SEATTLE - An employer's use of a workweek average to arrive at the appropriate pay rate for employees doesn't violate the Fair Labor Standards Act (FLSA) as it provides employees with wages that meet the minimum wage, a Ninth Circuit U.S. Court of Appeals panel ruled Nov. 15, noting that whether the employees have a contract claim is beyond the scope of the interlocutory appeal (Kristy Douglas, et al. v. Xerox Business Services, LLC, et al., No. 16-35425, 9th Cir., 2017 U.S. App. LEXIS 22967).
CHICAGO - The owner of assisted living facilities violates the Illinois' Biometric Information Privacy Act (BIPA) by collecting biometric data, one former employee alleges in a class complaint filed Nov. 14 in the Cook County, Ill., Circuit Court (Jonnae Taylor, et al. v. Sunrise Senior Living Management, Inc., et al., No. 2017-CH-15152, Ill. Cir., Cook Co., Chancery Div.).
LOS ANGELES - A California jury on Nov. 16 returned a verdict in favor of Johnson & Johnson in the first ever cosmetic-talc asbestos case taken to trial against the company, while also handing a defense verdict to the company that mined the raw talc, sources told Mealey Publications (Tina Herford, et al. v. AT&T Corp., et al., No. BC646315, Calif. Super., Los Angeles Co.).
HOUSTON - A Texas oil and gas exploration and production company on Nov. 17 said that enforcement proceedings to confirm a $2,026,126.32 international arbitral award have been completed and that it will receive payment of the total award.
SAN FRANCISCO - A California federal judge on Nov. 16 granted a disability insurer's motion to transfer a disability claimant's suit to New Jersey federal court after determining that New Jersey is the more convenient forum for the parties and for the witnesses (Ernest Tarasovsky v. The Guardian Life Insurance Company of America, No. 17-03464, N.D. Calif., 2017 U.S. Dist. LEXIS 189926).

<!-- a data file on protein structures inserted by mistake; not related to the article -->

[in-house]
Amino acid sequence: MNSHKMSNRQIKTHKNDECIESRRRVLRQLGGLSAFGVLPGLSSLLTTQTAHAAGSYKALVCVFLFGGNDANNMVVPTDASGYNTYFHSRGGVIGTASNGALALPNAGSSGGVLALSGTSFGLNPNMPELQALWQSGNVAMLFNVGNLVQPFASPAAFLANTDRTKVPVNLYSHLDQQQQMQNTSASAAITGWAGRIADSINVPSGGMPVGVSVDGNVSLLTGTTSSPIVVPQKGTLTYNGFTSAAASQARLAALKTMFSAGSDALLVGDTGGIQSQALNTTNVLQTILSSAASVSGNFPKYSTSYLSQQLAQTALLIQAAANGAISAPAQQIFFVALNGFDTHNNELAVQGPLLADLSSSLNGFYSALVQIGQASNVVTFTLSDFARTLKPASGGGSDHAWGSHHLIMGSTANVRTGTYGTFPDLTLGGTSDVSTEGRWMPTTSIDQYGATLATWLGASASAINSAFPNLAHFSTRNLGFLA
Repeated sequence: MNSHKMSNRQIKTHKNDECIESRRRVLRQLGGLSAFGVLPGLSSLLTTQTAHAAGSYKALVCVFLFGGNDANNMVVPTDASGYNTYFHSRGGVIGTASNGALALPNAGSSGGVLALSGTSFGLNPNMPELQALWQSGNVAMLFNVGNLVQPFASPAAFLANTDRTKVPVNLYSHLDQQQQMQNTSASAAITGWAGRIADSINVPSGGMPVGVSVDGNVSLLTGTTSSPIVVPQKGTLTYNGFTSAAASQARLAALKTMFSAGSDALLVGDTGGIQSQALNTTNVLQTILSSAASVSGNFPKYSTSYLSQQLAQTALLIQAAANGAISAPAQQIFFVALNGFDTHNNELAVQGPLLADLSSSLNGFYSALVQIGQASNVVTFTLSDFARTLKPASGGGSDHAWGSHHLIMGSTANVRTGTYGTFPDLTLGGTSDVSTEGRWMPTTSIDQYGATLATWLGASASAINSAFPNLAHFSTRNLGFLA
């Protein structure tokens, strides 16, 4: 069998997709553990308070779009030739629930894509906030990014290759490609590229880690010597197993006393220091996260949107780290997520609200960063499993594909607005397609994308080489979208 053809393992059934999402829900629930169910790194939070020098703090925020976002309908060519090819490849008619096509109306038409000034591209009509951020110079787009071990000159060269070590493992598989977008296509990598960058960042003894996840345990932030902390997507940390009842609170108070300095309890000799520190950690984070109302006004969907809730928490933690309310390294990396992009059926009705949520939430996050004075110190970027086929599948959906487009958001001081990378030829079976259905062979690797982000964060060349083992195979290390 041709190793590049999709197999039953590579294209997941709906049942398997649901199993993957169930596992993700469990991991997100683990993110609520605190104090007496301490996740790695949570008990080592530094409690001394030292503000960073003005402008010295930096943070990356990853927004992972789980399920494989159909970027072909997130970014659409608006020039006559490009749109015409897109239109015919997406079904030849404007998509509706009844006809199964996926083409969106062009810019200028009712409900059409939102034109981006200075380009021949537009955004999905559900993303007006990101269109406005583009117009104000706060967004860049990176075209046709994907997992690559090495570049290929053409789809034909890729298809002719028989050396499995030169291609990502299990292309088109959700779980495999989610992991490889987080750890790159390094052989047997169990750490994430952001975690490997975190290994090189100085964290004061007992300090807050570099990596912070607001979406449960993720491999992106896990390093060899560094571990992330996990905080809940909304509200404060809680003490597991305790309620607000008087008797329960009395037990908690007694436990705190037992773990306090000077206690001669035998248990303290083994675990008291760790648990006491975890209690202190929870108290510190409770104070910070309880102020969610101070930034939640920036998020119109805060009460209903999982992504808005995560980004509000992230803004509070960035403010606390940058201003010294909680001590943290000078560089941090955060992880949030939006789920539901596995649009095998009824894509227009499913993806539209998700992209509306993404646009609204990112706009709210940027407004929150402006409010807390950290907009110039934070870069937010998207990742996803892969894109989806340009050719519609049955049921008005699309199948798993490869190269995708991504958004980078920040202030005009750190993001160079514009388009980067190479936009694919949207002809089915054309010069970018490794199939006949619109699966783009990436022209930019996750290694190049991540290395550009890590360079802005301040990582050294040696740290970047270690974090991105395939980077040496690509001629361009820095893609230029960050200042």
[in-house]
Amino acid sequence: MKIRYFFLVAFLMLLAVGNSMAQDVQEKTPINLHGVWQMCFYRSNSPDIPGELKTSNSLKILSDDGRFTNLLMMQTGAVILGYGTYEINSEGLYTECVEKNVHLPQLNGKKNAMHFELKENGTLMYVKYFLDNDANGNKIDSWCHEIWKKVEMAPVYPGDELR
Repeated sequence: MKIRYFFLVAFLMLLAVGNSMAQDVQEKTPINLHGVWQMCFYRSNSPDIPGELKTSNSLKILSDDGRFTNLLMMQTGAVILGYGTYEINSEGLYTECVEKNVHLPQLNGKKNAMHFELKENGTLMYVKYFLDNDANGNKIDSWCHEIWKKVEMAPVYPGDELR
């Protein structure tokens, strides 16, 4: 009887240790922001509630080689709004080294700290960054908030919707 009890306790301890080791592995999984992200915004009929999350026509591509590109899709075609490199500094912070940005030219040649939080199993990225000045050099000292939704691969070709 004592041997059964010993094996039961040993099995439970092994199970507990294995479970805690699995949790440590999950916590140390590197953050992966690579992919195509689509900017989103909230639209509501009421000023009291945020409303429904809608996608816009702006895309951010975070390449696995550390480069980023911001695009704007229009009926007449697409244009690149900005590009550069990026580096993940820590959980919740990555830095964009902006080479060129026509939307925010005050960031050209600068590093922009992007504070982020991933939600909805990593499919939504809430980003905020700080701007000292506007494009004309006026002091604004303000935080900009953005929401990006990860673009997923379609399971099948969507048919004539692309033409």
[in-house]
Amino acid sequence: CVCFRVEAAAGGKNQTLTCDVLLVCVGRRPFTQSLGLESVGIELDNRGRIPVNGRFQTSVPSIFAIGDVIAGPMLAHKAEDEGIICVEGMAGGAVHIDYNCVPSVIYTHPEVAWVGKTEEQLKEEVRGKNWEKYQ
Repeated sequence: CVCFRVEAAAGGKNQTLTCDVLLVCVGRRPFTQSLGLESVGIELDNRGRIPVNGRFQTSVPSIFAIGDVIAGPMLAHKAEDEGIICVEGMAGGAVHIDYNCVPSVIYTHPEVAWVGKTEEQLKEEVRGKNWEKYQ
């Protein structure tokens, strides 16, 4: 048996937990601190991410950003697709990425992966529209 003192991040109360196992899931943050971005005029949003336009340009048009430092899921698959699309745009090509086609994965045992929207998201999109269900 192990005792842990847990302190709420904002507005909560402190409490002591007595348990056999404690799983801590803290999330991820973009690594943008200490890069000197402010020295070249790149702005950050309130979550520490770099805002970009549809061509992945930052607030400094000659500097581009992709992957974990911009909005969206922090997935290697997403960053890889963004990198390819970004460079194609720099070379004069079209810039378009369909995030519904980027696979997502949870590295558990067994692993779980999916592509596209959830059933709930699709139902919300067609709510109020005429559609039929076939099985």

PHILADELPHIA - A Pennsylvania federal judge on Nov. 15 dismissed a bad faith claim alleged against a homeowners insurer after determining that the insureds failed to prove that the insurer acted unreasonably by paying for only a portion of the insureds' kitchen floor following a flood at the insureds' home (Steven Barnwell et al. v. Liberty Mutual Insurance Co., No. 16-4739, E.D. Pa., 2017 U.S. Dist. LEXIS 188427).
NEW YORK - The New York Department of Investigation (DOI) on Nov. 15 issued a report indicating that the New York City Housing Authority (NYCHA) failed to conduct mandatory safety inspections for lead paint during a four-year period beginning in 2013 but falsified reports to the U.S. Department of Housing and Urban Development stating that the NYCHA was in compliance with federal laws pertaining to those inspections.